comscore Bill bans pumping up car stereos | Honolulu Star-Advertiser
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Bill bans pumping up car stereos

    Car Stereo Express employee Randy Acob installed a DVD player in a pickup yesterday while store owner Carmina Ahmed watched.
    Jon Riofta, an employee at Car Stereo Express, installed a 12-inch subwoofer yesterday in a hatchback that has two amplifiers. The amplifier at right is used for the subwoofer, and the left for the other speakers.
    Carmina Ahmed, co-owner of Car Stereo Express in Aiea, and her son, Yousef Ahmed, showed two models of subwoofers at her shop yesterday. They were surrounded by aftermarket stereo equipment including CD and DVD players, radios and speaker systems that Carmina Ahmed said would all be illegal under a new bill to ban aftermarket additions.

Legislators will consider a bill today banning the sale of loud speakers and amplified subwoofers in cars.

"It’s really those real large big booming subwoofers that … literally cause your walls and windows to shake. We’ve all experienced that," said Rep. Marcus Oshiro (D, Wahiawa-Whitmore Village), author of House Bill 1178, scheduled to be heard this morning in the House Transportation Committee. "That’s where your own personal freedom to enjoy your music conflicts or oppresses a person’s right to enjoy the quietness of their own home."

The bill prohibits the installation, ownership or use of any car with aftermarket speakers over 6.5 inches in height or depth, any five-speaker aftermarket system or any speaker of more than 100 watts. The bill mandates a fine of up to $250 per violation.

Although it bans the use of any product that wasn’t installed by the vehicle manufacturer, Oshiro said the bill’s intent is not to ban iPods or other electronic devices.

"We see this as an attack directly at small businesses," said Carmina Ahmed, co-owner of Car Stereo Express in Aiea, who has organized an online campaign to stop the bill. "It’s not just us. It’s a ripple effect. Let’s punish the people who do it. Not everybody who buys the subwoofer is going to boom it."

Ahmed said there is already a city ordinance that makes it unlawful to play a vehicle’s stereo system when it is audible from 30 feet away. The Honolulu ordinance has fines of between $100 and $1,000.

Honolulu police handed out 912 citations under the ordinance last year, up from 607 in 2009 and 649 in 2008, according to court records.


» What: Hearing on bill to ban loud car speakers
» When: 9 a.m. today
» Where: State Capitol Conference Room 309

"The enforcement has been so sporadic. It’s almost as if there is no enforcement," Oshiro said.

Mary Jane Lee, a senior citizen and Wahiawa Neighborhood Board member, said residents have complained for years about the thunderous bass sound that reverberates when the large sound systems are at capacity, not about the music itself.

"When you’re driving, you cannot even hear yourself because it is so noisy," she said. "Our concern is more that we’re going to have a lot of deaf people."

William "Billy" Martin, director of the Hearing Research Center at the Oregon Health & Science University, said loud car audio systems can cause hearing loss if the volume exceeds a certain level for a long enough period of time.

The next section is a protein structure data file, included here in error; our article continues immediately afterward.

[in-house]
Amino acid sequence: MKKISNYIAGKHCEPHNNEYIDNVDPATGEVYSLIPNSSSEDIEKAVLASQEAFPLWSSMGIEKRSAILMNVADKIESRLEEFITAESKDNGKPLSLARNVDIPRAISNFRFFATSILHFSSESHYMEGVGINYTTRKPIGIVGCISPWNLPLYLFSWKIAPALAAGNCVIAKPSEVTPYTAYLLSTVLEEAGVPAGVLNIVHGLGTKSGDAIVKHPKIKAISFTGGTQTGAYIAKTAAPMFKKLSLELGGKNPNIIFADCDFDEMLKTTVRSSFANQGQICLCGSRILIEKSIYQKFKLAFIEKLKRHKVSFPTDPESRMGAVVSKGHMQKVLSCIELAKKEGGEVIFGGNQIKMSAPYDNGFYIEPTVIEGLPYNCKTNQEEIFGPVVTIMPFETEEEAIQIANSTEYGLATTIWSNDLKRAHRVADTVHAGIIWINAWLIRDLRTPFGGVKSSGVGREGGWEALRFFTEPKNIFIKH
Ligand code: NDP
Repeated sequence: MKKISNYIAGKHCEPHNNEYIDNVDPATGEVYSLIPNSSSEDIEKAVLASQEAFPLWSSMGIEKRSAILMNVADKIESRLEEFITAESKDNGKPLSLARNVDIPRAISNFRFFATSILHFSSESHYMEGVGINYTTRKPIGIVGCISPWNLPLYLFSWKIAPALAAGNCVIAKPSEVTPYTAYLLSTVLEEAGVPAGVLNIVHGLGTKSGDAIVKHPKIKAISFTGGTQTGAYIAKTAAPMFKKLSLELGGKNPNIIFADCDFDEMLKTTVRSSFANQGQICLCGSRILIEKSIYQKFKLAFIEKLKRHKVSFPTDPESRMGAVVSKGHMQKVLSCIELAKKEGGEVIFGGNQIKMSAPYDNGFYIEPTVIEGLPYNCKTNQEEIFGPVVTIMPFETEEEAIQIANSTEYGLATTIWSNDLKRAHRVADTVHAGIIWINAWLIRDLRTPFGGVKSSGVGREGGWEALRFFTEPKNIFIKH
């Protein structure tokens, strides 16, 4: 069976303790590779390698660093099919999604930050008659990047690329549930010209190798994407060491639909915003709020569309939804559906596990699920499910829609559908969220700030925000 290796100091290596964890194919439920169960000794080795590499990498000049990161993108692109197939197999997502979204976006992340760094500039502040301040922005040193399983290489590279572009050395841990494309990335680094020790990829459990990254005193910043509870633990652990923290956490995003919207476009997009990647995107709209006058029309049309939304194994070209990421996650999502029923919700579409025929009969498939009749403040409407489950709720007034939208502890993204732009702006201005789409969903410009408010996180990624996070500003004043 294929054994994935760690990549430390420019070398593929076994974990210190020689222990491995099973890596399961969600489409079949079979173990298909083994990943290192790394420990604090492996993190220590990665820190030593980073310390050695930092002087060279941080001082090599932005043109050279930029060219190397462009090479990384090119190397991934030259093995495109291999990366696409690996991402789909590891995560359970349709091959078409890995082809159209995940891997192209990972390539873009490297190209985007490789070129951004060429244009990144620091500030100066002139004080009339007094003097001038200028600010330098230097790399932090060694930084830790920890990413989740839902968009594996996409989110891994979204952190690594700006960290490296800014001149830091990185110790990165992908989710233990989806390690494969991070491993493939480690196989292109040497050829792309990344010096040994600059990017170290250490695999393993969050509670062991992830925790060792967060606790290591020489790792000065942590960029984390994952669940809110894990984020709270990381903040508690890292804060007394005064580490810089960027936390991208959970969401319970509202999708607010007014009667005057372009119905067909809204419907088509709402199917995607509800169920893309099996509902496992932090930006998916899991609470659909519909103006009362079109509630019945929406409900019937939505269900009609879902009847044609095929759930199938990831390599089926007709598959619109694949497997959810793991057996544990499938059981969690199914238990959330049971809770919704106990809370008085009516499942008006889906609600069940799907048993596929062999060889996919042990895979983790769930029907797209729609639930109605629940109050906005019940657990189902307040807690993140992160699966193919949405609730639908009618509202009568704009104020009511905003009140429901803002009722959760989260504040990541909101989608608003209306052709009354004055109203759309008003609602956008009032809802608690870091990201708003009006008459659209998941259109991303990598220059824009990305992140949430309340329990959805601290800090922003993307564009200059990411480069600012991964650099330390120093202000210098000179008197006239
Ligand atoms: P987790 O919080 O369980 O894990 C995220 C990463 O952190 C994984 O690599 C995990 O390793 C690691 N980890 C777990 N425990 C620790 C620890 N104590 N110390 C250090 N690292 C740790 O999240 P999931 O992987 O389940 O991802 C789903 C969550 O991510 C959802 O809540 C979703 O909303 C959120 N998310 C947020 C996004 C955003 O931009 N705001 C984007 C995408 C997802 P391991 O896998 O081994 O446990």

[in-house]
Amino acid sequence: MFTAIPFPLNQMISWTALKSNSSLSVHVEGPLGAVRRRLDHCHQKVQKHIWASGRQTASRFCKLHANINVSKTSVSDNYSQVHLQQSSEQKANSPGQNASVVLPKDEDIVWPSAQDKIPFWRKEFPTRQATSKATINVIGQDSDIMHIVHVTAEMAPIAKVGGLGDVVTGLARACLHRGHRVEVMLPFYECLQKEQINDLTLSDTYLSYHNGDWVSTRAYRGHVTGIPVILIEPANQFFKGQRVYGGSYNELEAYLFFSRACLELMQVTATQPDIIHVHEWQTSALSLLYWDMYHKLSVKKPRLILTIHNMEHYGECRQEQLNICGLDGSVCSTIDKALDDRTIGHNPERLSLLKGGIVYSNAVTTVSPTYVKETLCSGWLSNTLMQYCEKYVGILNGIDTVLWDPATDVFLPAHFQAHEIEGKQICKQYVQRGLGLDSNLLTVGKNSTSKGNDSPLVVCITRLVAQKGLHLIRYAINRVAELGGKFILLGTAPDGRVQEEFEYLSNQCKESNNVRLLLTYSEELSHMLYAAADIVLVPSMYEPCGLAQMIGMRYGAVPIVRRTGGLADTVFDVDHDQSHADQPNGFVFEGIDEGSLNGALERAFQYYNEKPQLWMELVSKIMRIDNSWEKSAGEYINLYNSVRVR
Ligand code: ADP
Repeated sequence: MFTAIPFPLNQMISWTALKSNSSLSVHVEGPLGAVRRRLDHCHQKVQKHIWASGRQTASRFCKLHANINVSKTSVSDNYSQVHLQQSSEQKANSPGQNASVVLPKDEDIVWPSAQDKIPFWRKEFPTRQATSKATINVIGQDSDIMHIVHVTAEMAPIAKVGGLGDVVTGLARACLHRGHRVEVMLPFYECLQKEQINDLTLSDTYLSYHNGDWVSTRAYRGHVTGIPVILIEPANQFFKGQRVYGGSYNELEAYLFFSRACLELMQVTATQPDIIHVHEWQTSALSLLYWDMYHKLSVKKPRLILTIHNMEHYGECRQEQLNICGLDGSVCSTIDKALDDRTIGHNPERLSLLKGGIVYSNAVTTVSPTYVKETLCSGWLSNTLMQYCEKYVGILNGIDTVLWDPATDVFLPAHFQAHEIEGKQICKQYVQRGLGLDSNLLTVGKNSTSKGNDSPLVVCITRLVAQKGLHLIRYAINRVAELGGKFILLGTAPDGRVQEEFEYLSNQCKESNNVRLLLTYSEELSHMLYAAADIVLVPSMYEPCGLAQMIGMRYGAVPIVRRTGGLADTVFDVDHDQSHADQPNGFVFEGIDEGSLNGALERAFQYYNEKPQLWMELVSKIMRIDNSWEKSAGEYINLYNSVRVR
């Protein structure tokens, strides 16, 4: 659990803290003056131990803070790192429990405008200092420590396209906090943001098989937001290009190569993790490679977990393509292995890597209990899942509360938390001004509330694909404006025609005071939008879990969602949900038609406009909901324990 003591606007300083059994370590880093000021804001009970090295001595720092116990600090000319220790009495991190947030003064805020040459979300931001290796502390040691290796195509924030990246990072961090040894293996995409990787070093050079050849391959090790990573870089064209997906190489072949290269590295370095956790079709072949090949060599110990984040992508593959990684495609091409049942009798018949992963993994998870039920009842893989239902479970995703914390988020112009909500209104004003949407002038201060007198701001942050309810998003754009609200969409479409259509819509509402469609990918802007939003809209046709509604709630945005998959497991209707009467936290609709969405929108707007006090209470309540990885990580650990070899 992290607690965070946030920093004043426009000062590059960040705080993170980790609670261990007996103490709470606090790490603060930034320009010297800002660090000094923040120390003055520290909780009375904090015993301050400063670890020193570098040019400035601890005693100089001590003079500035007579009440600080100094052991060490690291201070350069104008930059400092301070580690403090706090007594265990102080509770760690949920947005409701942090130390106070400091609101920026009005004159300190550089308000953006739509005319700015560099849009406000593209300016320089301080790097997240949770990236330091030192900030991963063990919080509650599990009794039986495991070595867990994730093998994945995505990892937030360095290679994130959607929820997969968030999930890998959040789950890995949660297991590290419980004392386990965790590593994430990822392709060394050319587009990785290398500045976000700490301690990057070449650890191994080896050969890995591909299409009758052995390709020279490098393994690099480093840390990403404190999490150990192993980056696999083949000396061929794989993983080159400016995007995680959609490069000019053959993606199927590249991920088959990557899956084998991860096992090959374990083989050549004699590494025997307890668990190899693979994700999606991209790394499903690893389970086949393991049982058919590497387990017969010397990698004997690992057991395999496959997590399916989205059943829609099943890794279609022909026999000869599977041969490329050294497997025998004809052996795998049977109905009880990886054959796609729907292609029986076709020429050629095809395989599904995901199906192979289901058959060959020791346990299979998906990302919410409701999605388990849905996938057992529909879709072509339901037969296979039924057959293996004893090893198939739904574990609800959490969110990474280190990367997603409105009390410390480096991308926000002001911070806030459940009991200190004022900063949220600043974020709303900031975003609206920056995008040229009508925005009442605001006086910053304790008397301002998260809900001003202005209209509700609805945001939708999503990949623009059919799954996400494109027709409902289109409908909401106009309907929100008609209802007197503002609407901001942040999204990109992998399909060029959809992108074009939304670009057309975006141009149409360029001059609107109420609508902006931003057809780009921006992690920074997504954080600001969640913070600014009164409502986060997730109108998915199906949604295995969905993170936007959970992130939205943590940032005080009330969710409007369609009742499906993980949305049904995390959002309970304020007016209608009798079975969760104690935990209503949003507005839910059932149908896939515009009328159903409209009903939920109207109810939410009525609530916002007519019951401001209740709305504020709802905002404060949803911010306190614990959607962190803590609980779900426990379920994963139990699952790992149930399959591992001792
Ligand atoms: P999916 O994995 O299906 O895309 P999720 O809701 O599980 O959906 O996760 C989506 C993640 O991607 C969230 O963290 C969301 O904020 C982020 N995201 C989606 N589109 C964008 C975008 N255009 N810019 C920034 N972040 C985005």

Damage to the ear begins with exposure to sound levels about 85 to 90 decibels for a duration of eight hours or longer, he said.

"How do you know if your car stereo is dangerous? If you have to raise your voice for other people in the car to hear you, then you’re in a problem area. That’s about 85 to 90 decibels," Martin said.

At 130 decibels, which is the estimated maximum volume for an average high-end car stereo system, the damage to the ear is virtually instant, Martin added.

"They have competitions in Portland where some contestants have systems that put out more than 150 decibels," he said. "The technical capacity to generate tremendous sound pressure is there if you want to spend $6,000 to $8,000 on a sound system."

Martin said many teenagers and young adults do not understand the impact that prolonged exposure to loud sounds has.

"By time they’re 30 years old, they’ll have ears of a 60-year-old. The irony is that they love music, but eventually everything will sound like an AM radio to them. It will have that dull sound like they’re underwater," Martin said.

Jackson Lee, a salesman and installer at Security and Sound Systems, said while some people overdo it, others buy the aftermarket products to enhance the quality of their sound system.

The bill impedes on the right to choose "what you want to do with your hard-earned dollars," added David Escalera, a longtime purchaser of aftermarket sound systems.

"It’s taking away your consumer rights totally," he said. "That would be like the government saying … you can’t drive cars anymore, you have to now ride a skateboard."

But Oshiro sees the legislation as a way to curb outbursts of noise that have become a nuisance to residents.

"You certainly are entitled to enjoy whatever music at whatever volume you want in your vehicle, but when it starts to impose upon other cars or other drivers or others in the neighborhood, that’s when you’ve gone too far," he said.


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